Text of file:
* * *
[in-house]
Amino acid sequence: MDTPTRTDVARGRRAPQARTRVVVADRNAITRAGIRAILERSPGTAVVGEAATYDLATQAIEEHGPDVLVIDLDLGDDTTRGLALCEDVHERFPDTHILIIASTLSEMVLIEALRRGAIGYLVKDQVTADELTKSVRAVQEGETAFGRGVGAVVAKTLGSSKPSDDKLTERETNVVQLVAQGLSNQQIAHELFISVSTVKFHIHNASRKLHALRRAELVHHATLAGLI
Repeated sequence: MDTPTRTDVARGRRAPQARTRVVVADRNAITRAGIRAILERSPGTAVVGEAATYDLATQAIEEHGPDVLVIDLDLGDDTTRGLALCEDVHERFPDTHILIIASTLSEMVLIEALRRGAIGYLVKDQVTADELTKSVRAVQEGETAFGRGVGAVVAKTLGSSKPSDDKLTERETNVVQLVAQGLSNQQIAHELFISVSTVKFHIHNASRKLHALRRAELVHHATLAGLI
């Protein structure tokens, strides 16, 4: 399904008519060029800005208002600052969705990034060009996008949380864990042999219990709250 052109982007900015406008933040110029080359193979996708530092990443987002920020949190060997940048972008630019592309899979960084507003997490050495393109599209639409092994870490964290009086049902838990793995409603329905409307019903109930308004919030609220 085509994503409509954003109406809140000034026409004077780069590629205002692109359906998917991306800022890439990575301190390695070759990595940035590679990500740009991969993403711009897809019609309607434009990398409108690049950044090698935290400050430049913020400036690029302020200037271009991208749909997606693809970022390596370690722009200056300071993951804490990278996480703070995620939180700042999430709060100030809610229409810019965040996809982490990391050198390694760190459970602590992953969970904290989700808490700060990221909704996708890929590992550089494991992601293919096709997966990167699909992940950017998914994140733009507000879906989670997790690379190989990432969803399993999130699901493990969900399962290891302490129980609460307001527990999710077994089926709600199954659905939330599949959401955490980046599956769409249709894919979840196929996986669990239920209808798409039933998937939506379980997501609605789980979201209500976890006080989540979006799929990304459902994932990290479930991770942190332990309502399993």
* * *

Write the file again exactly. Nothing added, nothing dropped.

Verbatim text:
[in-house]
Amino acid sequence: MDTPTRTDVARGRRAPQARTRVVVADRNAITRAGIRAILERSPGTAVVGEAATYDLATQAIEEHGPDVLVIDLDLGDDTTRGLALCEDVHERFPDTHILIIASTLSEMVLIEALRRGAIGYLVKDQVTADELTKSVRAVQEGETAFGRGVGAVVAKTLGSSKPSDDKLTERETNVVQLVAQGLSNQQIAHELFISVSTVKFHIHNASRKLHALRRAELVHHATLAGLI
Repeated sequence: MDTPTRTDVARGRRAPQARTRVVVADRNAITRAGIRAILERSPGTAVVGEAATYDLATQAIEEHGPDVLVIDLDLGDDTTRGLALCEDVHERFPDTHILIIASTLSEMVLIEALRRGAIGYLVKDQVTADELTKSVRAVQEGETAFGRGVGAVVAKTLGSSKPSDDKLTERETNVVQLVAQGLSNQQIAHELFISVSTVKFHIHNASRKLHALRRAELVHHATLAGLI
């Protein structure tokens, strides 16, 4: 399904008519060029800005208002600052969705990034060009996008949380864990042999219990709250 052109982007900015406008933040110029080359193979996708530092990443987002920020949190060997940048972008630019592309899979960084507003997490050495393109599209639409092994870490964290009086049902838990793995409603329905409307019903109930308004919030609220 085509994503409509954003109406809140000034026409004077780069590629205002692109359906998917991306800022890439990575301190390695070759990595940035590679990500740009991969993403711009897809019609309607434009990398409108690049950044090698935290400050430049913020400036690029302020200037271009991208749909997606693809970022390596370690722009200056300071993951804490990278996480703070995620939180700042999430709060100030809610229409810019965040996809982490990391050198390694760190459970602590992953969970904290989700808490700060990221909704996708890929590992550089494991992601293919096709997966990167699909992940950017998914994140733009507000879906989670997790690379190989990432969803399993999130699901493990969900399962290891302490129980609460307001527990999710077994089926709600199954659905939330599949959401955490980046599956769409249709894919979840196929996986669990239920209808798409039933998937939506379980997501609605789980979201209500976890006080989540979006799929990304459902994932990290479930991770942190332990309502399993």